Taita Taveta is strategically positioned along the Northern Corridor and on the border between Kenya and Tanzania, with the potential of becoming a regional economic hub.
The county lies along the Mombasa-Nairobi highway and the Mombasa-Nairobi standard gauge railway.
Despite having minerals, natural forests, reliable rainfall on its highlands, two large water bodies - Lake Jipe and Lake Chala – Mzima water springs and two of Kenya's largest national parks—Tsavo East and Tsavo West—the county lags behind in development.
It is a sleeping giant, but with good strategies the county can become one of the biggest contributors to Kenya’s Gross Domestic Product (GDP) after Nairobi and Mombasa counties, experts say.
The region has a rich history. It is among the first places in Kenya where commercial farming of sisal, cotton, tea and coffee was started by British settlers before they moved further inland to Central and Rift Valley.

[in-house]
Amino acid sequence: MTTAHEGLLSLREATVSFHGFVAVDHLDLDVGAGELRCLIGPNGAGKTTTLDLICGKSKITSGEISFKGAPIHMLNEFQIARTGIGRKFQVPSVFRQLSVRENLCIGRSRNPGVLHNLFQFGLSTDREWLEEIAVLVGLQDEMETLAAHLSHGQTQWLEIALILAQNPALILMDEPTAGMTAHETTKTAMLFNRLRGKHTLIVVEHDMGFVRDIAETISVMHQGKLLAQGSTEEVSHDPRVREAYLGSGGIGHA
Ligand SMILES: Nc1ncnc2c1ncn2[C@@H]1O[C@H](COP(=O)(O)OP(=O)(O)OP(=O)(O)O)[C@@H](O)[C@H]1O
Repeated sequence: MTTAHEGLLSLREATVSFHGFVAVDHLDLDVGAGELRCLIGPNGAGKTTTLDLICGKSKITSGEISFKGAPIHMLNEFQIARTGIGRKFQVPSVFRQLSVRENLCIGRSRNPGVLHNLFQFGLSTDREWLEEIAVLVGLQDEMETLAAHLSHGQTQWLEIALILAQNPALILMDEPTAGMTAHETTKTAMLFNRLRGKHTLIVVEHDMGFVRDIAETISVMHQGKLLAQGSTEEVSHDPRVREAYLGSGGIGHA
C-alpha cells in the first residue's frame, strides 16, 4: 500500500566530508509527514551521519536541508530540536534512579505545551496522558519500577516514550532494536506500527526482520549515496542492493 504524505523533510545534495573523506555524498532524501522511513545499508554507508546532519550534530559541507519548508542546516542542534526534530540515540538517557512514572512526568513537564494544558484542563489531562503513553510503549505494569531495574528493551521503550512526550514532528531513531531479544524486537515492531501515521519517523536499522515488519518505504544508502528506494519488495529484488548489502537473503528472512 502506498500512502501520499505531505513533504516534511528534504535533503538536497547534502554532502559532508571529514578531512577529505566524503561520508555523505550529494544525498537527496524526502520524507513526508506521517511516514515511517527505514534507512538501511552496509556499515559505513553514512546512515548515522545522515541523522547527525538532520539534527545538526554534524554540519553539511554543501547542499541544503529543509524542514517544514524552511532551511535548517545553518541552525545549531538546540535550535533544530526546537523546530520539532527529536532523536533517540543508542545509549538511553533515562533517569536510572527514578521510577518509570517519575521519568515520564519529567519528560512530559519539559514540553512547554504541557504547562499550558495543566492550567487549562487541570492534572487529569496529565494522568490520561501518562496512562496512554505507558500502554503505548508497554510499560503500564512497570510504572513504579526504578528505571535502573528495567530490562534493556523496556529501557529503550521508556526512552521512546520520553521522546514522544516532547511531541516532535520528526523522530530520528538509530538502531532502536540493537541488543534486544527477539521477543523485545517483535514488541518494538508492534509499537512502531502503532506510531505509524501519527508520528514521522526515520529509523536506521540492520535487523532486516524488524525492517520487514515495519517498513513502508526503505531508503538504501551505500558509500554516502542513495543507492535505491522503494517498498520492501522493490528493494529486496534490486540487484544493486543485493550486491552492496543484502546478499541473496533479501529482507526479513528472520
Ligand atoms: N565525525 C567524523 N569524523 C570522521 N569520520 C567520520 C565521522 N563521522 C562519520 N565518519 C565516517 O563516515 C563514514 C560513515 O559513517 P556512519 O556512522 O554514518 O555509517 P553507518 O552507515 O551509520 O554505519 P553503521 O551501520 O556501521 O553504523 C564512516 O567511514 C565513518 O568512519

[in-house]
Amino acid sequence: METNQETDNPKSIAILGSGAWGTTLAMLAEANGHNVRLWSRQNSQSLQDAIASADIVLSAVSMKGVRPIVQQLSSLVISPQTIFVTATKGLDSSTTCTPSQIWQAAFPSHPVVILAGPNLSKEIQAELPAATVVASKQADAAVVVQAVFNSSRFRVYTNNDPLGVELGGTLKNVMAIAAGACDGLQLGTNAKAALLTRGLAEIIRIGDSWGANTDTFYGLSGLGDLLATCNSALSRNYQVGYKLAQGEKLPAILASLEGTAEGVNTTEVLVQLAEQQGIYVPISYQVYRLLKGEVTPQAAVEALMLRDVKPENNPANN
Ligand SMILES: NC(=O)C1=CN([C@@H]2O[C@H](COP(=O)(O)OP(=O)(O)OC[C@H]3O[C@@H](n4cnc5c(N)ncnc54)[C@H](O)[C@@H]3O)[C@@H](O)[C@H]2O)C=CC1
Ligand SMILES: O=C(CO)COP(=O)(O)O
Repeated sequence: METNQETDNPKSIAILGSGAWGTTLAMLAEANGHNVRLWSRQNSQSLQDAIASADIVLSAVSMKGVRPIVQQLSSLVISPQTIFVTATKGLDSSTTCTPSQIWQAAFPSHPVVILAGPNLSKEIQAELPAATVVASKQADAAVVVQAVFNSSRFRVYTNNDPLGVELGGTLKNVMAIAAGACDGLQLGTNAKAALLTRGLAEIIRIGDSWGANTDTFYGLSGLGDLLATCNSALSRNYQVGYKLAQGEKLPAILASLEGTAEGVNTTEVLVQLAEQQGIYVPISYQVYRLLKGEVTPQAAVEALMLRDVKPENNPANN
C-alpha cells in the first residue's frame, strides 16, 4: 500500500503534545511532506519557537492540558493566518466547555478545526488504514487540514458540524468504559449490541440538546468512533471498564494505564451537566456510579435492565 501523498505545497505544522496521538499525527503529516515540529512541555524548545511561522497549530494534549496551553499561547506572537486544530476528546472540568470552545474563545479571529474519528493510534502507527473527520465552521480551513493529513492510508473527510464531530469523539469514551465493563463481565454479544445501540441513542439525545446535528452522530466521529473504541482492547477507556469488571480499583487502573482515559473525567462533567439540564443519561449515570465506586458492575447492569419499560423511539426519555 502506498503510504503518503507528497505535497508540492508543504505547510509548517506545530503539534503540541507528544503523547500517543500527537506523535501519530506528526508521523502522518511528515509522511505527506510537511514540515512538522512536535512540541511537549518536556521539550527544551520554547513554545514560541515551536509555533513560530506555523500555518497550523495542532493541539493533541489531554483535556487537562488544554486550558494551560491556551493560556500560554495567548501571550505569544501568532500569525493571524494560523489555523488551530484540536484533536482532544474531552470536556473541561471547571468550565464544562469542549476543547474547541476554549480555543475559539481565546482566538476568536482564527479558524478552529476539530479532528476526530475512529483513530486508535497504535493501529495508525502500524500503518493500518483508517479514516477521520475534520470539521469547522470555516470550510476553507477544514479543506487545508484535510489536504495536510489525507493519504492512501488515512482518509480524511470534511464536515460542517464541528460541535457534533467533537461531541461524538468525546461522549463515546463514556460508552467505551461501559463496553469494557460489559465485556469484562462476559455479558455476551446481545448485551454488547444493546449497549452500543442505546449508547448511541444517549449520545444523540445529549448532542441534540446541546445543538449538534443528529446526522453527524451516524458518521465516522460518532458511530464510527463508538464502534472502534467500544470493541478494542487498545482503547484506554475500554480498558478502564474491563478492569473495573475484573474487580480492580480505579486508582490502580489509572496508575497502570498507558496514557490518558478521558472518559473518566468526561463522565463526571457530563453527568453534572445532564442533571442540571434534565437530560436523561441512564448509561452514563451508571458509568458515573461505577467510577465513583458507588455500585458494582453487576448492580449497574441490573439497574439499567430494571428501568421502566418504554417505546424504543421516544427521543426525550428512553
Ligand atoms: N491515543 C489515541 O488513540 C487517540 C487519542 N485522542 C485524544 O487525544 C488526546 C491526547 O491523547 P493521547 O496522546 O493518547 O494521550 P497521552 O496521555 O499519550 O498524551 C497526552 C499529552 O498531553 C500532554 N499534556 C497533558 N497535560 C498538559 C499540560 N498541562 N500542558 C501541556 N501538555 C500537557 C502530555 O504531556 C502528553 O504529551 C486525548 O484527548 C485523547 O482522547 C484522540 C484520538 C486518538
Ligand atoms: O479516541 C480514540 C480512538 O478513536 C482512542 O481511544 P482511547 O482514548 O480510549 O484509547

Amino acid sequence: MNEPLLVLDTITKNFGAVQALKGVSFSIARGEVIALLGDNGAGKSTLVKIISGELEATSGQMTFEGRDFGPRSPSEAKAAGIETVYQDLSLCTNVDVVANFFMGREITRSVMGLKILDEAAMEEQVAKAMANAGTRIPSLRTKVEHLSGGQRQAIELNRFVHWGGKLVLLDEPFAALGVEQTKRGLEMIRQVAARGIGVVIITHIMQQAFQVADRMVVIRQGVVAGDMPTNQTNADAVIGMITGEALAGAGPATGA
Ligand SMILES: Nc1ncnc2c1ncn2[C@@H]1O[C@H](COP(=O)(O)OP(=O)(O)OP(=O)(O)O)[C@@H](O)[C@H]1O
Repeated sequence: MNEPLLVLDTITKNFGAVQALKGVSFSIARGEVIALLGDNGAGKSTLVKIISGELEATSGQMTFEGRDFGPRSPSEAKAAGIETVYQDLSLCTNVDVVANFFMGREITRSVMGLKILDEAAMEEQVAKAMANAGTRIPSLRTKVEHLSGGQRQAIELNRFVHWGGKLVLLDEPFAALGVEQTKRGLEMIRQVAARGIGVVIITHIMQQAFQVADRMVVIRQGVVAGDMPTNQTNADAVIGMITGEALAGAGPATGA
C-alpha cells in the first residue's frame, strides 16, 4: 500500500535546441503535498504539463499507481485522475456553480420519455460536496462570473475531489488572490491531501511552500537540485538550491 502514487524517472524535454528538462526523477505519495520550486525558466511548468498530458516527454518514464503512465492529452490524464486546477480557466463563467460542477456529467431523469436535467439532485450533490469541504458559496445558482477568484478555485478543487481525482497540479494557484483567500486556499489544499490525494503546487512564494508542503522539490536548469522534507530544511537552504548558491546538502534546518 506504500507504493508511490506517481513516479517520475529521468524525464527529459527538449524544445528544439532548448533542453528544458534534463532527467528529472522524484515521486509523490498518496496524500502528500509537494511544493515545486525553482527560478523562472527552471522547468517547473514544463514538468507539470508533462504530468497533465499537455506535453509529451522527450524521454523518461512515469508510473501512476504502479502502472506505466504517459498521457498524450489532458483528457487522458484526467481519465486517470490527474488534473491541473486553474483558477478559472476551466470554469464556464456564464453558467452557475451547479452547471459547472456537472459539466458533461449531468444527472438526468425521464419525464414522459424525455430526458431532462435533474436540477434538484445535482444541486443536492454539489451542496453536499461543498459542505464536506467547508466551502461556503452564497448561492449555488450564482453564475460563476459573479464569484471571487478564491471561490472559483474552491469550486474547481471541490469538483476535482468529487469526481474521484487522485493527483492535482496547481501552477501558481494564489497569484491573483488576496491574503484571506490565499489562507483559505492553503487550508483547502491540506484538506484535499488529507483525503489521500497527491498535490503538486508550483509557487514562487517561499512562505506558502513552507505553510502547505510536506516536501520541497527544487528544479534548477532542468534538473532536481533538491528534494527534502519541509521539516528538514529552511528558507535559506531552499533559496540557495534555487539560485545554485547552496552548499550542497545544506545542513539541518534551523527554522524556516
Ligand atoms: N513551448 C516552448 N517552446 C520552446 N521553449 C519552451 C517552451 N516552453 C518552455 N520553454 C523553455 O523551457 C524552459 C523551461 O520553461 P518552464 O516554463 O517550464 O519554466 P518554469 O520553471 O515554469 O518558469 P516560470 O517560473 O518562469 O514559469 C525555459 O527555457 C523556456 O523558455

Kenya’s first airstrip was set up at Makitau, Taveta, during World War II, as well as Kenya’s first newspaper - The Taveta Chronicles — something you might never be taught in history class.
Governor Granton Samboja believes he has what it takes to reclaim the region’s lost glory—Coast's food basket, the commercial hub linking Kenya and Tanzania, the great exporter of minerals, a tourism hub and a medical referral county.
His priorities include revamping agriculture, transforming Voi Township, which lies along the Northern Corridor, into a 24-hour economy, transforming health services, improving education and increasing revenue collection to contribute to Kenya’s GDP.
Taita Taveta is made up of lowlands and highlands, which are all suited for agriculture. For many years, the region has been the food basket for Coast and Eastern. However, agricultural production has been on the decline recently.
Samboja says Taita Taveta has about 57,000 farming households, but large tracts of arable land are lying idle as residents ditch farming to seek work in Nairobi and Mombasa.
The region is among the leading milk-producing counties. Samboja says they are putting up 10 milk cooling plants, providing seedlings and training farmers, as well as providing artificial insemination services.